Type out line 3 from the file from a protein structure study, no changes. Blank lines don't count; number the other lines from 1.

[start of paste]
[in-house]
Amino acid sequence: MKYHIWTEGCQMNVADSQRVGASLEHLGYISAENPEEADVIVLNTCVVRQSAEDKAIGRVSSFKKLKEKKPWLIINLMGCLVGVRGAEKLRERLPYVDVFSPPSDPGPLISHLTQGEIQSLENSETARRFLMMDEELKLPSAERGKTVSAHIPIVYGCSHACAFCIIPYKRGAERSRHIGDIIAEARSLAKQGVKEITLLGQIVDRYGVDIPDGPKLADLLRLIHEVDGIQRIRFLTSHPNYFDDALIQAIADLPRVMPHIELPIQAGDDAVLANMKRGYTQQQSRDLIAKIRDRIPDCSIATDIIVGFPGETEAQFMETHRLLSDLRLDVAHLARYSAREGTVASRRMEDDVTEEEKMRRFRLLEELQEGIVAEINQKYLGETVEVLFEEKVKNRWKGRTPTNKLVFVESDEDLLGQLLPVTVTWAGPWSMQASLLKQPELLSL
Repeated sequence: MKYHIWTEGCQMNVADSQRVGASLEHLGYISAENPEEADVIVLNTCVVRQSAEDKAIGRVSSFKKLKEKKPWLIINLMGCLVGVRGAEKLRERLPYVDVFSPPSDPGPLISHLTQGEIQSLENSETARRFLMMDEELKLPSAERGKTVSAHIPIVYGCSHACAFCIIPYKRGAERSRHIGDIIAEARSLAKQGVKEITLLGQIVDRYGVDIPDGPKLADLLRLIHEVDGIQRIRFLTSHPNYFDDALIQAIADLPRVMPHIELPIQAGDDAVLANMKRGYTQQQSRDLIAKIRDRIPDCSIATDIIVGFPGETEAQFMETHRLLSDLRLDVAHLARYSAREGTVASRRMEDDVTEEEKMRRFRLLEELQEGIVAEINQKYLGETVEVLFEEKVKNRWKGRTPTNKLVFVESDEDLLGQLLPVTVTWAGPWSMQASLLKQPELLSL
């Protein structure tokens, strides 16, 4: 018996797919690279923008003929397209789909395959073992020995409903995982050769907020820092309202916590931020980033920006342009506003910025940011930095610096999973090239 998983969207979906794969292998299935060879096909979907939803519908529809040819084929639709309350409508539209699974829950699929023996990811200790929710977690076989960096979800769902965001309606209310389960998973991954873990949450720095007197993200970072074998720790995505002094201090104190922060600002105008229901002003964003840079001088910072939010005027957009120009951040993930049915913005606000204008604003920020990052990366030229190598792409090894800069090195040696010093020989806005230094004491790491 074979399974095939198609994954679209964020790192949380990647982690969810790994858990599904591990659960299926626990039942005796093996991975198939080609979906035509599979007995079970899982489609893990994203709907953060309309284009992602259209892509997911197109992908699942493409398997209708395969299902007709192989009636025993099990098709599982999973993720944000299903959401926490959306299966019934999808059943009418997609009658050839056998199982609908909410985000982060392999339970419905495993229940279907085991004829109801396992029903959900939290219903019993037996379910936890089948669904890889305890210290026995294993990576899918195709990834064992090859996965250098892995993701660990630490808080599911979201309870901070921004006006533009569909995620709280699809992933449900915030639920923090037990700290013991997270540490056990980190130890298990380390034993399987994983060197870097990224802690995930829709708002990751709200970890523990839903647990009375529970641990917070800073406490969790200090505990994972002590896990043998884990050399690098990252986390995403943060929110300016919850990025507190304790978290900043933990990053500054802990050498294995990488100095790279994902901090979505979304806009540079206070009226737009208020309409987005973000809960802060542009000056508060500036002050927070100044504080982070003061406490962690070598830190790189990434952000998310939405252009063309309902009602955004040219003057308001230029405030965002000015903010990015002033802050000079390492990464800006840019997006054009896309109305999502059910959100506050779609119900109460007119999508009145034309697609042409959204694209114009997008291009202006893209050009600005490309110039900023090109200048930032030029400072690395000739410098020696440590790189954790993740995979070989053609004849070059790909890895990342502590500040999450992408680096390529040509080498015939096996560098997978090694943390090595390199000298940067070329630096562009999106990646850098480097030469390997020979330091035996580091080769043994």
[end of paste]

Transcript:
Repeated sequence: MKYHIWTEGCQMNVADSQRVGASLEHLGYISAENPEEADVIVLNTCVVRQSAEDKAIGRVSSFKKLKEKKPWLIINLMGCLVGVRGAEKLRERLPYVDVFSPPSDPGPLISHLTQGEIQSLENSETARRFLMMDEELKLPSAERGKTVSAHIPIVYGCSHACAFCIIPYKRGAERSRHIGDIIAEARSLAKQGVKEITLLGQIVDRYGVDIPDGPKLADLLRLIHEVDGIQRIRFLTSHPNYFDDALIQAIADLPRVMPHIELPIQAGDDAVLANMKRGYTQQQSRDLIAKIRDRIPDCSIATDIIVGFPGETEAQFMETHRLLSDLRLDVAHLARYSAREGTVASRRMEDDVTEEEKMRRFRLLEELQEGIVAEINQKYLGETVEVLFEEKVKNRWKGRTPTNKLVFVESDEDLLGQLLPVTVTWAGPWSMQASLLKQPELLSL